In what is now a passing league, the Steelers would be smart to sacrifice a slightly better run stuffer for an all-around linebacker. Once James Harrison returns from injury, the Steelers could return Lawrence Timmons to inside linebacker.

Timmons was always said to be better suited to play Farrior's role in the team.

While Farrior's leadership is unquestionably valuable, that leadership can be a benefit from the sideline. The Steelers aren't a team lacking in leadership. Guys like Ryan Clark, Troy Polamalu, Casey Hampton and even LaMarr Woodley and Lawrence Timmons are all seasoned veterans at this stage.

Leadership is something that every team needs, but it is not so vital that you allow for a physical weakness. Farrior's play this year hasn't been good by any standards. He may have two sacks and 45 tackles, but statistics mean nothing on defense.

He has those sacks because he has to blitz in passing situations rather than be a liability in coverage. Foote didn't have that problem and it was evident more than once when he faked out Brady on third down by dropping from the line of scrimmage.

This is not something that Farrior can do anymore because he does not have the required speed to keep up with the shifty backs and receivers playing the game today.

Farrior is 36 years of age. The fact that he has lasted this long is a testament to how great a player he has been. However, he is not that player any more. Much like Aaron Smith, it is time for Farrior to move aside and allow the younger players to take over. Unlike Smith, Farrior will still be able to contribute in some fashion.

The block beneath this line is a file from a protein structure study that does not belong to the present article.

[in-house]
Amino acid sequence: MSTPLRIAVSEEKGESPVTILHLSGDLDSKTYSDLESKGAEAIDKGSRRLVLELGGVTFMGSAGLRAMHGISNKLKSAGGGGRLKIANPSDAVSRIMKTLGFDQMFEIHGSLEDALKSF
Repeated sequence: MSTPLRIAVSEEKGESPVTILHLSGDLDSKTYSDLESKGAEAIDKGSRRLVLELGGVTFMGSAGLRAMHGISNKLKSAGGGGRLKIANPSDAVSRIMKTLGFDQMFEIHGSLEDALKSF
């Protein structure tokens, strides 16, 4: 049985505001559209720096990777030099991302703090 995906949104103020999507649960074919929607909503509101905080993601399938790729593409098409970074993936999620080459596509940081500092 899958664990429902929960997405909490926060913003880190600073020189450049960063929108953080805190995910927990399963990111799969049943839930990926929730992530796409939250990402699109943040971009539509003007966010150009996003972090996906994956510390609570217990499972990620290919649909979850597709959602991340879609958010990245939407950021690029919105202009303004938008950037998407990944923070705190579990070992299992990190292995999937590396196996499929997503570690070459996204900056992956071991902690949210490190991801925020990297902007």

The Steelers would be smart to make use of the talented cover players they have outside. Ike Taylor has always been a brilliant man-cornerback, while Keenan Lewis is definitely built to shadow receivers all around the field.

In a passing league, playing two guys like that is a luxury that few teams have.

Playing zone coverage in order to incorporate an unnecessary chink in the armor is counterproductive. With more physically gifted coverage players around the field, the Steelers will be able to get more out of Troy Polamalu by also allowing him to roam more, as he did in 2007.

Polamalu may not have had a turnover tonight, but he did look like a completely different player to the one who has played to this point of the season.

That is a knock-on effect of James Farrior's absence.

Farrior was a great linebacker for this team. He is unquestionably the leader of this team and the heart of the defense. However, much like Keith Brooking moving aside for Sean Lee in Dallas, there comes a time when leadership leads you to a reduced role.

There is always a worry to overreactions when teams have victories such as this one. Many in the media will pronounce the Steelers the AFC favorites and doom the Patriots as frauds. Don't get me wrong, this remains just one game. However, Farrior's issues have been obvious for the past few years.

This was just the first time they were totally exposed.